Laurent Gbagbo refuses to cede power.
There are growing fears that the situation could descend into civil war.
Former rebel forces who support Mr Ouattara still control the north while most of the army remains loyal to Mr Gbagbo.
Some 9,000 UN peacekeepers are in the country, monitoring a ceasefire line between the two forces.
Mr Ouattara flew to the Nigerian capital after the African Union endorsed him as the rightful winner of November’s election.
The AU suggestion he share power with Mr Gbagbo – an option vehemently rejected by Mr Gbagbo’s allies.
‘Desolate scenes’Some 370,000 people have fled their homes in Abidjan, while a further 77,000 have crossed into neighbouring Liberia, according to the UNHCR.
It said the “unfolding tragedy” in Ivory Coast had been overlooked while international attention has been focused on North Africa.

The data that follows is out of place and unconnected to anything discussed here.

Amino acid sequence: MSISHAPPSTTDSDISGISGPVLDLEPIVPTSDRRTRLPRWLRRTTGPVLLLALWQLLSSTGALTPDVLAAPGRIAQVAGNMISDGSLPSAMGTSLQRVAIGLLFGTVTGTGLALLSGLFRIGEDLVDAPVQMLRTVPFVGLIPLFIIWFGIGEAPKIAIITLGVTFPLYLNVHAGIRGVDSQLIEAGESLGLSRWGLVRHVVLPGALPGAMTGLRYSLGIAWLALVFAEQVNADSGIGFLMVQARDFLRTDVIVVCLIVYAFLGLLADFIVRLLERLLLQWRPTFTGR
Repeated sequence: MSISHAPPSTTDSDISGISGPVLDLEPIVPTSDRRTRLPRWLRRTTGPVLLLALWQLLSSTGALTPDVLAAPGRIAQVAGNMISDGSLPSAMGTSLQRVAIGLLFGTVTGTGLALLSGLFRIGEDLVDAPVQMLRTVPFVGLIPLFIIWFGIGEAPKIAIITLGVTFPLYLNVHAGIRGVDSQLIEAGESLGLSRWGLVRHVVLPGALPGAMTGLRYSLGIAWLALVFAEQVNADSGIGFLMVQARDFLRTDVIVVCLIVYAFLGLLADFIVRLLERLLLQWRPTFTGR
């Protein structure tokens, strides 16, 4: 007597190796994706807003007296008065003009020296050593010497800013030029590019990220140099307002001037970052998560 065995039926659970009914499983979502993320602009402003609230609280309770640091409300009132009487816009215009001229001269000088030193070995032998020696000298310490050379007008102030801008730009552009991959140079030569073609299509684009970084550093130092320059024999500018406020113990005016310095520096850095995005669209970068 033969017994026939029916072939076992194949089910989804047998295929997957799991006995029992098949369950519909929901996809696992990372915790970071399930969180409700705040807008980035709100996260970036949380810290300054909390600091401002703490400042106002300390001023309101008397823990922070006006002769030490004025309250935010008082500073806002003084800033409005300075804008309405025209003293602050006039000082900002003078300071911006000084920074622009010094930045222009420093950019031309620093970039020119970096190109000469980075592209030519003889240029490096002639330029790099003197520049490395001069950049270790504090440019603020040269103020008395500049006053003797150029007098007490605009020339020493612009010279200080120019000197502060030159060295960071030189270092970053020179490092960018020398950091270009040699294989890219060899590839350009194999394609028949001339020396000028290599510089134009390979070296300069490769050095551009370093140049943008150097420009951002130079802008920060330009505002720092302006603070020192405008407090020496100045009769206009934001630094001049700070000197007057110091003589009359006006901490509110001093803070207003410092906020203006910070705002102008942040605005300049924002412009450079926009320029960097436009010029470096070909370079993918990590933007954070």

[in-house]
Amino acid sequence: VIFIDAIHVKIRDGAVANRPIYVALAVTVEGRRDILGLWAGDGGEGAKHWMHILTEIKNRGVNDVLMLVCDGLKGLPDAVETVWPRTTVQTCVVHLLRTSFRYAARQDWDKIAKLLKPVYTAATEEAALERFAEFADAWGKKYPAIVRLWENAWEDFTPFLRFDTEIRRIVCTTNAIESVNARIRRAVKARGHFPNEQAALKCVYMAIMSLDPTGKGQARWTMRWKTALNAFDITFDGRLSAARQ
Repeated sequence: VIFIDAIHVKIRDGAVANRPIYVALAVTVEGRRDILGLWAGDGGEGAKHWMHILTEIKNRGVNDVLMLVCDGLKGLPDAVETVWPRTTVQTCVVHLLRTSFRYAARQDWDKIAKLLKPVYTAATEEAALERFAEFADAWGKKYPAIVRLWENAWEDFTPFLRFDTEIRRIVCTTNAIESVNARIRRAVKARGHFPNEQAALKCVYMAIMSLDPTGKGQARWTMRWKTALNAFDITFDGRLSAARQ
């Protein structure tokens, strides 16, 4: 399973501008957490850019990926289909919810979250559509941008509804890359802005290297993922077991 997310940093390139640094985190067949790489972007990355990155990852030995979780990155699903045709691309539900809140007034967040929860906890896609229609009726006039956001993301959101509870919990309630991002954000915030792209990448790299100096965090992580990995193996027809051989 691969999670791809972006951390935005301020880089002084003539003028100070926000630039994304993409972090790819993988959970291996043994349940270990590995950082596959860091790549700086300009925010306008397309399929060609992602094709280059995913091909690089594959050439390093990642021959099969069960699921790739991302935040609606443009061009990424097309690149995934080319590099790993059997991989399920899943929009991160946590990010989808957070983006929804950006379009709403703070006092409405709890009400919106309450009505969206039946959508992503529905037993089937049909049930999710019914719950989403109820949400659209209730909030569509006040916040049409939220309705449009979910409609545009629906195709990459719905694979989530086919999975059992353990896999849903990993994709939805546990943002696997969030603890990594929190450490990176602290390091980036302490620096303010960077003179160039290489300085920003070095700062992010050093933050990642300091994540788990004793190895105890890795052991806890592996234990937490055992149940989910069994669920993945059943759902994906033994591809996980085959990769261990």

“We’re seeing a lot of desolate scenes like dead bodies still littering the streets of [Abidjan district] Abobo where’s there’s been a lot of violence for weeks,” UNHCR spokeswoman Fatoumata Lejeune-Kaba told the BBC.
“The dead bodies [are] being eaten by dogs – these dogs are becoming dangerous so the humanitarian situation is really, really difficult right now,” she said.
Mr Gbagbo accuses the UN of being biased against him and has banned their aircraft from flying over territory he controls.
This could make it difficult for Mr Ouattara to return to Abidjan when he leaves Nigeria.
It is the first time Mr Ouattara has left the hotel since the results were declared in December.
He has called for West African nations to take military action to oust Mr Gbagbo but there appears to be little appetite for this.
Last year’s long-delayed elections had been supposed to reunify the country – once the richest in West Africa – which has been divided since a 2002 civil war.
The UN-backed electoral commission says Mr Ouattara won presidential elections in November, but the Constitutional Council overruled it, citing rigging in the north, where pro-Ouattara forces are in control.